Q&A With Anna Stump
San Diego artist and art educator Anna Stump shares with us the inspiration behind her recent series “Terrariums”; this series chronicles endangered and extinct animals of the world, a multipart art project based on the environmental regions she has worked in over the years. We also probe into her experiences as a teacher, discussing her personal philosophy on art and its potential for empowerment and advocacy.
Sparks: Can you explain the concept behind your recent series of paintings of endangered and extinct animals? We have two of them at the gallery: the Passenger Pigeon and Great Auk. What about these two bird species caught your attention? What about the other animals in your series?
Stump: I became fascinated with Passenger Pigeons in the centennial of their extinction in 2014. Scientists are now working on their “de-extinction,” using DNA found in preserved specimens. I traveled to New York City and found the famous terrarium of stuffed pigeons at the American Museum of Natural History, which became the basis of my series of extinct and endangered creatures in glass containers. Besides pigeons, this series of mixed media paintings on paper now encompasses Great Auk eggs, orcas, tidelands, song birds, and jaguars.
I generally chose the animals based on where I was at the time. I worked in residencies in Ireland, France and Mexico to make some of these paintings. Now that I live in the desert, I’m concentrating on life forms there, and am planning on creating a series based on the animals of the Mojave.
Sparks: What role do the geometric shapes included in each picture of this series communicate? Are they merely compositional, or symbolic as well?
Stump: The terrarium shape serves multiple purposes. It is literally the way specimens were preserved in natural history museums. It also serves as a coffin to enshrine the animals, and a futuristic house to point the way to new beginnings in a better world.
Sparks: What are your thoughts on art as a tool for advocacy and education?
Stump: I believe the arts, both visual and performing, are one of the best ways to reach the public, especially children. A painting or a sculpture can inspire others to create their own vision for change.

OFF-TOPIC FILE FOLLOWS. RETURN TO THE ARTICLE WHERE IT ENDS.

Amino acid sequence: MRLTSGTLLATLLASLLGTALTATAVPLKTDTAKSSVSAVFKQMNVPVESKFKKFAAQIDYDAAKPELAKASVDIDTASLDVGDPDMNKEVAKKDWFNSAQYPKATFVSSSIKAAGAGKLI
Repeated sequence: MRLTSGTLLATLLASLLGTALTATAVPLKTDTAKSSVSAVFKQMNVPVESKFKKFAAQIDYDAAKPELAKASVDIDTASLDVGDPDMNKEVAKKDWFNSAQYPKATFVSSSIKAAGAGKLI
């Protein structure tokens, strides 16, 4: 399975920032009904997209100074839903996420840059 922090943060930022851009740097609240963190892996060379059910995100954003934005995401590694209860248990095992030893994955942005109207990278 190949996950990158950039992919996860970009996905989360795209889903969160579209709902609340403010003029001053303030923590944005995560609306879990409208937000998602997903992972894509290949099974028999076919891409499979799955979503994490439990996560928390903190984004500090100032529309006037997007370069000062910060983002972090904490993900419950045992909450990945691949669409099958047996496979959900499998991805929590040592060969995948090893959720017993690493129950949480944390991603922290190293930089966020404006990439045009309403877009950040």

Sparks: All of your artwork is incredibly colorful and vibrant. How do you decide the color palettes for your projects? Do you have a combination you revisit for certain subjects?
Stump: Thank you for noticing my color palettes. I love color and work with it very intuitively. I rarely use more than the primary colors on my palette, and I mix all the secondary and tertiary colors for my work. Nothing gives me more pleasure than surprising color combinations. I love color schemes that should not work [in theory], but do.
Sparks: In reference to being an art teacher yourself, and in particular your classes for incarcerated individuals, what do you believe about the role of art, and artmaking, as a form of healing and empowerment?
Stump: I believe that art saves lives. I’ve experienced it, both within the prison system and at all levels of education, from young children to adult learners. Art is the gateway to learning. If a person who is introduced to artmaking becomes engaged, that person will be open to other forms of learning. Creativity translates into every avenue of human endeavor. Therefore, someone who is trained in art can become anything they want to be. Art is power.
Sparks: What is your advice to those hoping to make a statement with their art on issues they care about? Is there a certain way to go about framing important issues in your artwork?
Stump: I think that using the visual arts to communicate, to tell stories, allows for multiple layers of meaning. My advice to other artists is to show many sides of an issue, to allow ambiguity. People don’t need to be hit over the head, we have enough media doing that. The visual arts can be poetic, mysterious, and infuriating–and is stronger for all these incongruities.
From Stump’s website: “Anna Stump is an artist and arts educator living in Twentynine Palms…[she] is the founder of the San Diego Feminist Image Group, and one half of the painting collaboration team Hill&Stump. She is co-owner of the Moon Huts, a photography and video studio in Los Angeles, and is currently developing the Desert Dairy Artist Residency and Mojaveland to serve artists and the public in the High Desert outside Joshua Tree National Park.”